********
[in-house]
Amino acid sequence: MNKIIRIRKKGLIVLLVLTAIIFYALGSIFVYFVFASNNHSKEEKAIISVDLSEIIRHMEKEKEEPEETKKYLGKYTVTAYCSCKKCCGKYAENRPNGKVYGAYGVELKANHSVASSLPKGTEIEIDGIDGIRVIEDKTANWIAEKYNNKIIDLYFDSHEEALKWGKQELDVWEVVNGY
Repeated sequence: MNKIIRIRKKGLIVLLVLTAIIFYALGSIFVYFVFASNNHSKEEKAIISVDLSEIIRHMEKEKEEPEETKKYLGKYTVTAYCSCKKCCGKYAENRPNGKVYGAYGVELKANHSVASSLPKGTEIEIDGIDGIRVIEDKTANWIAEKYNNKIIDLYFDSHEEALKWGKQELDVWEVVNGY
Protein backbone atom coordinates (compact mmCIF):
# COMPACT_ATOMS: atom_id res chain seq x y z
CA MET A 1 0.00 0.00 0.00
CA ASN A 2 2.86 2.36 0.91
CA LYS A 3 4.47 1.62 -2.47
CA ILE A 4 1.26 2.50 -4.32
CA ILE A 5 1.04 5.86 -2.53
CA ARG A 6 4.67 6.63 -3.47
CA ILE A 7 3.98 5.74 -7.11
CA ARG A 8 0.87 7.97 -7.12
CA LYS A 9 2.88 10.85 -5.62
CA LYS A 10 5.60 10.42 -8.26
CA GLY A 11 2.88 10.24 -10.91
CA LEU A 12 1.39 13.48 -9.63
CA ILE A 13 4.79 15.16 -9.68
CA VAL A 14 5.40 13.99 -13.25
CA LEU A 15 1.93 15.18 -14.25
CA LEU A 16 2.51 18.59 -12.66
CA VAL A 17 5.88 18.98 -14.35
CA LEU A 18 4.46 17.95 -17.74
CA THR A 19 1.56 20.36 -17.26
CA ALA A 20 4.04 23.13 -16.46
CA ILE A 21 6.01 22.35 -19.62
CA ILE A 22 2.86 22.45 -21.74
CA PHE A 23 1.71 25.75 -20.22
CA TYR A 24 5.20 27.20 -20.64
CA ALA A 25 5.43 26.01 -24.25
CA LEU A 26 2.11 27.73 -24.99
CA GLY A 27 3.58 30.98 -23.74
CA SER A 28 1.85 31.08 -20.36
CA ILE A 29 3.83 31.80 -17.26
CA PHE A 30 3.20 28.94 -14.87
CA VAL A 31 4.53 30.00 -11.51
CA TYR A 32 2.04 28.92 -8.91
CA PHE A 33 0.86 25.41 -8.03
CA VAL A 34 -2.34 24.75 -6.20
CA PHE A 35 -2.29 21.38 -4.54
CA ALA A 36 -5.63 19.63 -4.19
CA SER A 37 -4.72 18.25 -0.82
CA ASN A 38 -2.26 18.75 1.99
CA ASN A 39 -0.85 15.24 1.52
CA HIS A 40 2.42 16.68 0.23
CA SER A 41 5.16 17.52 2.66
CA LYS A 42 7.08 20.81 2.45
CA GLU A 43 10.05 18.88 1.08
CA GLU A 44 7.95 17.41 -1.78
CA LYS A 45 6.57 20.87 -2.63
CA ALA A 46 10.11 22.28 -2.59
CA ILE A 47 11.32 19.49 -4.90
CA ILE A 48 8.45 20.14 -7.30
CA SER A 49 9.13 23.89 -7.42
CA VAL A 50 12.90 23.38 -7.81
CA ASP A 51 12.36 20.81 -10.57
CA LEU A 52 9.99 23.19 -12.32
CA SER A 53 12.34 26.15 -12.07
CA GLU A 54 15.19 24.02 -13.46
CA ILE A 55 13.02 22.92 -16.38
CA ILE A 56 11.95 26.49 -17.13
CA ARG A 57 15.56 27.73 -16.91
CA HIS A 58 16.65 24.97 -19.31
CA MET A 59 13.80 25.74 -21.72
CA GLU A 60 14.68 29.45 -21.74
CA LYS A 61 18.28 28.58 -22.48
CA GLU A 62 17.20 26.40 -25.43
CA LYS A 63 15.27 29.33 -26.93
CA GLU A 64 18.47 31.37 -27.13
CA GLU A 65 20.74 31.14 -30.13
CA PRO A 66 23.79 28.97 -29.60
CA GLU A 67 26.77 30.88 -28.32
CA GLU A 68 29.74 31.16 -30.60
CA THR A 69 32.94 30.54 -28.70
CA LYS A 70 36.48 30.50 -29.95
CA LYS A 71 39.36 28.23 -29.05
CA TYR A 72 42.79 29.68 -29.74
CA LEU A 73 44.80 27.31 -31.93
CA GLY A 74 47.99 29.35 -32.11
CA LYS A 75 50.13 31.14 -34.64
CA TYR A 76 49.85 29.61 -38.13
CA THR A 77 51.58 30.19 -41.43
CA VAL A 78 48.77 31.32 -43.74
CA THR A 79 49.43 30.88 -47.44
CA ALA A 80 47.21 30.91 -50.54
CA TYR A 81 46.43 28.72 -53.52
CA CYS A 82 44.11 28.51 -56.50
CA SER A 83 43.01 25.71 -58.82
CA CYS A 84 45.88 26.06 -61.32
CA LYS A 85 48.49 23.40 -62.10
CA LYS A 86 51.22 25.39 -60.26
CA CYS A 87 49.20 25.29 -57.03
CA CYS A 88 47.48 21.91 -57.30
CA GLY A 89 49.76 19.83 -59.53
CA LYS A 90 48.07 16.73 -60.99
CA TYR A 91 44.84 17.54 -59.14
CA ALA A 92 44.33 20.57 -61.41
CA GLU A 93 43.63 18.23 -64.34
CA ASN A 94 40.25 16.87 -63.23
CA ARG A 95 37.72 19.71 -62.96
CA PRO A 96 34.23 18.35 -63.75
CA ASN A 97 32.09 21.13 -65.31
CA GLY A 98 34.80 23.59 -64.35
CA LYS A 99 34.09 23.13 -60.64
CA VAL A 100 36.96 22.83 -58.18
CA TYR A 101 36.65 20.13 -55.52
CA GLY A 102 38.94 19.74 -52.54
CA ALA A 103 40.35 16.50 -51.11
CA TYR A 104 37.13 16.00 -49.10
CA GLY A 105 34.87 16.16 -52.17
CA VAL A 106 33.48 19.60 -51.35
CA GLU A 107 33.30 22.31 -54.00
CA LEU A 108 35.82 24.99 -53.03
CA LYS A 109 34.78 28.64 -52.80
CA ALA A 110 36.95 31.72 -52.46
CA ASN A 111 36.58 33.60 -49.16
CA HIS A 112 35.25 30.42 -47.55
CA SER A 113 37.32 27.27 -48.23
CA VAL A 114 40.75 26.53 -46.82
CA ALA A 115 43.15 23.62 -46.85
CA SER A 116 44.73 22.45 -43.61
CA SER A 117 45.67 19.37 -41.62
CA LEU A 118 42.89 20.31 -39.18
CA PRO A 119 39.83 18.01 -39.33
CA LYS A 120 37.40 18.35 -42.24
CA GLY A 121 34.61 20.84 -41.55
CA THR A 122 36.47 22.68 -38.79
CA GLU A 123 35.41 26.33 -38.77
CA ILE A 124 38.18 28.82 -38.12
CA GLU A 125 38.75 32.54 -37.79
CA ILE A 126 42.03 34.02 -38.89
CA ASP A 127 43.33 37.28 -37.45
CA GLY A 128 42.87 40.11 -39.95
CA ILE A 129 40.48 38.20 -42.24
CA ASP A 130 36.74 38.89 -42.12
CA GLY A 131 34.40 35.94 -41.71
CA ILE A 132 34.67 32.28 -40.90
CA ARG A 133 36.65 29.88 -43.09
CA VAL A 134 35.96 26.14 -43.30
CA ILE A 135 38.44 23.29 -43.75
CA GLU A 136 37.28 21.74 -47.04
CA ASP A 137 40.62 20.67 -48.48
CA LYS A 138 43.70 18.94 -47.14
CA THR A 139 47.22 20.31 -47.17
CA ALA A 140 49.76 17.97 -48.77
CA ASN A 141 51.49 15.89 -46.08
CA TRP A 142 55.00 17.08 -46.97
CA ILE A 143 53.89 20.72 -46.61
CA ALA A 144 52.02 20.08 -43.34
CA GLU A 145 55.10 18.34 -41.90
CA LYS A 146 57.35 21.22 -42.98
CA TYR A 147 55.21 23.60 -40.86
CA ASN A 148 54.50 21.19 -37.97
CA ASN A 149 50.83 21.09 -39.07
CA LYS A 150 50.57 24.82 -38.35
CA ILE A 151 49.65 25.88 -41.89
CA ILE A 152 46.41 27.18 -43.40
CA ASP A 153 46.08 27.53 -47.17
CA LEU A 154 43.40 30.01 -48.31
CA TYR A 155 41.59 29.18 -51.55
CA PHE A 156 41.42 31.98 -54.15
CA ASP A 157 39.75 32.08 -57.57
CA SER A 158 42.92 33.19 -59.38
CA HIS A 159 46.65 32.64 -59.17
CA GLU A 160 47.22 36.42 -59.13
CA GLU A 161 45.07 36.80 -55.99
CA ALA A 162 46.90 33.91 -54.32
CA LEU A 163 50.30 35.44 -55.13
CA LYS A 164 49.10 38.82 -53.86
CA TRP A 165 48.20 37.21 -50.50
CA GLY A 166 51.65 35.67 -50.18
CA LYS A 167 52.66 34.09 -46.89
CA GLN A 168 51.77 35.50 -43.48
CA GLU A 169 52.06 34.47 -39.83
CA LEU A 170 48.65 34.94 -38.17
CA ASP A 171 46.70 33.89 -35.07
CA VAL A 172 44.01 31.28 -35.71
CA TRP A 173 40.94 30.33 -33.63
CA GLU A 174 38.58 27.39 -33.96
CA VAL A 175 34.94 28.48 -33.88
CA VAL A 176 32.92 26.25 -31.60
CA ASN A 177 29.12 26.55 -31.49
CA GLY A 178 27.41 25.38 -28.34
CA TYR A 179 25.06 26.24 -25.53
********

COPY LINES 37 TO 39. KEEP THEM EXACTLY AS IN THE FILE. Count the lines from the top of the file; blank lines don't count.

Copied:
CA TYR A 32 2.04 28.92 -8.91
CA PHE A 33 0.86 25.41 -8.03
CA VAL A 34 -2.34 24.75 -6.20